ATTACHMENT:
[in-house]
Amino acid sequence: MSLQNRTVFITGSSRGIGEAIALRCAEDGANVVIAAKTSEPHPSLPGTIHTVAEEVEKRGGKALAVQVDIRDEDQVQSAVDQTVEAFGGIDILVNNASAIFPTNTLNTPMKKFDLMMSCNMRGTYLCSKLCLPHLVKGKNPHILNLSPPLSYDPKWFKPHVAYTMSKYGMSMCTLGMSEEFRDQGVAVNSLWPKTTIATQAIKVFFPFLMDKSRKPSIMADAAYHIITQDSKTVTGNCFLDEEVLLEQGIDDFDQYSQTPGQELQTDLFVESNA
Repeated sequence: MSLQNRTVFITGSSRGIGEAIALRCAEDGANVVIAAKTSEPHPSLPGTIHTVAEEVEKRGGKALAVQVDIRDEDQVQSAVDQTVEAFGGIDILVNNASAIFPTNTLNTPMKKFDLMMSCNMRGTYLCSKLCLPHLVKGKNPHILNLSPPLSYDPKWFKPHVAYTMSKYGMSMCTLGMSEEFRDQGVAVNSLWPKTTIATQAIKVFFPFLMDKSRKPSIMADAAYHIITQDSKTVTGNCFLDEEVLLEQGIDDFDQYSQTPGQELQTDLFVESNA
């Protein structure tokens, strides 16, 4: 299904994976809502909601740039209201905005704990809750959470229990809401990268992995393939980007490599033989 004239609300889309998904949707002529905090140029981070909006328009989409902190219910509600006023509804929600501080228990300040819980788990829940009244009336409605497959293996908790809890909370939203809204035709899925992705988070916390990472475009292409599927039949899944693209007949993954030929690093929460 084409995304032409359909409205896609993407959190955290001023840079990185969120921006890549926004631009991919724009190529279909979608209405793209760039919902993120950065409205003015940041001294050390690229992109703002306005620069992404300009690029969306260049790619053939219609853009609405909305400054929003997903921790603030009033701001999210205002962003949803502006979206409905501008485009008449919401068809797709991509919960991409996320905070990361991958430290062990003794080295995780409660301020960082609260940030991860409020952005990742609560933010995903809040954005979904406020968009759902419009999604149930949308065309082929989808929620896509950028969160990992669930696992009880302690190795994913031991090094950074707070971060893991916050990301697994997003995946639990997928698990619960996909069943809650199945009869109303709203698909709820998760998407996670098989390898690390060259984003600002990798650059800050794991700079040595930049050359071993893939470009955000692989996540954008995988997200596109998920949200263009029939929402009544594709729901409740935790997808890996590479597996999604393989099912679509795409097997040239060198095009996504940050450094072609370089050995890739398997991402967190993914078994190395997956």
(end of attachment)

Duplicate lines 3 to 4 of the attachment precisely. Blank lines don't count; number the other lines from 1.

Repeated sequence: MSLQNRTVFITGSSRGIGEAIALRCAEDGANVVIAAKTSEPHPSLPGTIHTVAEEVEKRGGKALAVQVDIRDEDQVQSAVDQTVEAFGGIDILVNNASAIFPTNTLNTPMKKFDLMMSCNMRGTYLCSKLCLPHLVKGKNPHILNLSPPLSYDPKWFKPHVAYTMSKYGMSMCTLGMSEEFRDQGVAVNSLWPKTTIATQAIKVFFPFLMDKSRKPSIMADAAYHIITQDSKTVTGNCFLDEEVLLEQGIDDFDQYSQTPGQELQTDLFVESNA
């Protein structure tokens, strides 16, 4: 299904994976809502909601740039209201905005704990809750959470229990809401990268992995393939980007490599033989 004239609300889309998904949707002529905090140029981070909006328009989409902190219910509600006023509804929600501080228990300040819980788990829940009244009336409605497959293996908790809890909370939203809204035709899925992705988070916390990472475009292409599927039949899944693209007949993954030929690093929460 084409995304032409359909409205896609993407959190955290001023840079990185969120921006890549926004631009991919724009190529279909979608209405793209760039919902993120950065409205003015940041001294050390690229992109703002306005620069992404300009690029969306260049790619053939219609853009609405909305400054929003997903921790603030009033701001999210205002962003949803502006979206409905501008485009008449919401068809797709991509919960991409996320905070990361991958430290062990003794080295995780409660301020960082609260940030991860409020952005990742609560933010995903809040954005979904406020968009759902419009999604149930949308065309082929989808929620896509950028969160990992669930696992009880302690190795994913031991090094950074707070971060893991916050990301697994997003995946639990997928698990619960996909069943809650199945009869109303709203698909709820998760998407996670098989390898690390060259984003600002990798650059800050794991700079040595930049050359071993893939470009955000692989996540954008995988997200596109998920949200263009029939929402009544594709729901409740935790997808890996590479597996999604393989099912679509795409097997040239060198095009996504940050450094072609370089050995890739398997991402967190993914078994190395997956």